Tamara Laskowski, Ph.D. 
Tamara Laskowski, Ph.D.

Global Head of Clinical and Process Development, Personalized Medicine

Inbar Friedrich Ben Nun 
Inbar Friedrich Ben-Nun, Ph.D.

Director, Cell and Gene Therapy Research and Development

Advances in cell therapy technology are fueling a wave of innovation in immune-oncology. The field can essentially be divided into allogeneic cell therapy, which entails the large-scale manufacture of “off-the-shelf” therapies from unrelated donor tissues (such as bone marrow stem cells, cord blood, and pluripotent stem cells); and autologous cell therapy, by which cells from an individual patient are collected, processed ex vivo, and returned to the same patient.

Whereas allogeneic cell therapies can be used to treat large numbers of patients (sometimes thousands), their scalability requirements present challenges that are different from those faced in the manufacturing of traditional biologics. Autologous cell therapies may involve both “scale-out” and “scale-up” strategies, and may require proximity of manufacturing to patients to reduce logistical complexities.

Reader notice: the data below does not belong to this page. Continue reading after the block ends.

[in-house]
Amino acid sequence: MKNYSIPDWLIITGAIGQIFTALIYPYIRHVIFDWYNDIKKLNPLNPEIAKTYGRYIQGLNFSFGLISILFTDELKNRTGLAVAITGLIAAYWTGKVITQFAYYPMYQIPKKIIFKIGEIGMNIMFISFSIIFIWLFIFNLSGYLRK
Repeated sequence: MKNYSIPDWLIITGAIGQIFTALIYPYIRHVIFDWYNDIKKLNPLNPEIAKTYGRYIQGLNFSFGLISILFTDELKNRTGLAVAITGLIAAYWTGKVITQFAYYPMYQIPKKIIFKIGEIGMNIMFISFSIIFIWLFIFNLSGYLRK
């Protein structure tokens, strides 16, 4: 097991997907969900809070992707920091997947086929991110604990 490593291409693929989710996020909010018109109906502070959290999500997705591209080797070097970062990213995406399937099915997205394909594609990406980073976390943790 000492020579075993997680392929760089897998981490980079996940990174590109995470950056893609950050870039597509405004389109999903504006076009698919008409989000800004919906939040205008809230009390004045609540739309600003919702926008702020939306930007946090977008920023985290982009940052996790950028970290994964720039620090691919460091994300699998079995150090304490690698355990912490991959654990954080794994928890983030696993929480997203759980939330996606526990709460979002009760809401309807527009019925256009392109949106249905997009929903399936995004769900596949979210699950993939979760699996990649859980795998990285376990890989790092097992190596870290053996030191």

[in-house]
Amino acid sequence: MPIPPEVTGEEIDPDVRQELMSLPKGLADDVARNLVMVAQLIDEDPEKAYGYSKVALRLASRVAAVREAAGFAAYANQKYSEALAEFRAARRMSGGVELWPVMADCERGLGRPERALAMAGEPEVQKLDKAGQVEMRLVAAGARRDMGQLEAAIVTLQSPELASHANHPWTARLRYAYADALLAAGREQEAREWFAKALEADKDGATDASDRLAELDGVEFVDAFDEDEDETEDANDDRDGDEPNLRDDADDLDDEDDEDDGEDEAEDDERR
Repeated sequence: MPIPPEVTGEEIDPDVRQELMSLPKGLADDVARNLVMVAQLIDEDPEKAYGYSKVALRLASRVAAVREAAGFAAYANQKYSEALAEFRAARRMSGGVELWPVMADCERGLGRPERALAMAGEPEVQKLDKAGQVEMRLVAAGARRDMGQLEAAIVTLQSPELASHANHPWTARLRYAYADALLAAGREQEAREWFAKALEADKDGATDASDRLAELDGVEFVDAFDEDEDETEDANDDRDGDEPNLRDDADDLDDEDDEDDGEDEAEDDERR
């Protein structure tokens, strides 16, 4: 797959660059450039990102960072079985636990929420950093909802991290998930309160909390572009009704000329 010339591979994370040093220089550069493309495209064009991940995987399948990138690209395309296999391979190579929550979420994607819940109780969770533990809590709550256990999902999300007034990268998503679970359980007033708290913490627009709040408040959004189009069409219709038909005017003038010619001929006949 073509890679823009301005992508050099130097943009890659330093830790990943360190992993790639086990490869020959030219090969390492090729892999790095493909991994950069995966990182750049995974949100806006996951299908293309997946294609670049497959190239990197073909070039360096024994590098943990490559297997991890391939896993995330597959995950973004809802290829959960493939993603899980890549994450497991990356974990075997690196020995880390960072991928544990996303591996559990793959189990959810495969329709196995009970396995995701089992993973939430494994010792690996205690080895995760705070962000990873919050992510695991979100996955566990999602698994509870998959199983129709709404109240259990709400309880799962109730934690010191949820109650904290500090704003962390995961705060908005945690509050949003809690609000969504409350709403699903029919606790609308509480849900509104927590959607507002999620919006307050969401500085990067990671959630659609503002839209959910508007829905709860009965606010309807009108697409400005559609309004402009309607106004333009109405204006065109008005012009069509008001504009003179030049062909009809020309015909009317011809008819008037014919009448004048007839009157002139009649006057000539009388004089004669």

T-cells vs. Natural Killer (NK) Cells

Within those two main types of cell therapies lies a diverse landscape of therapeutic approaches. Many of those therapies are derived from T-cells, which have properties that are unique to their biology. The T-cell category includes chimeric antigen receptor (CAR)-T cells, transgenic T-cell receptor (TCR) T-cells, tumor-infiltrating lymphocytes (TILs), T-cell couplers, bi-specific engagers, and gamma-delta T-cells.

Whereas T-cells have mostly been used in the autologous setting, there has been recent progress in developing allogeneic cell therapies based on the concept of “universal T-cells,” which are engineered to prevent graft-versus-host disease (GvHD). This approach includes allogeneic CAR-T cells developed from healthy donor-derived peripheral blood mononuclear cells (PBMCs) or induced pluripotent stem cells (iPSCs).

Othermodalities include macrophages, dendritic cells, and natural killer (NK) cells, the latter of which are strongly positioned as the next wave of cell therapies. NK cells constitute a unique population of innate immune effector cells that possess intrinsic abilities to identify and eliminate virus-infected cells and tumor cells, and are considered an advanced type of cell therapy.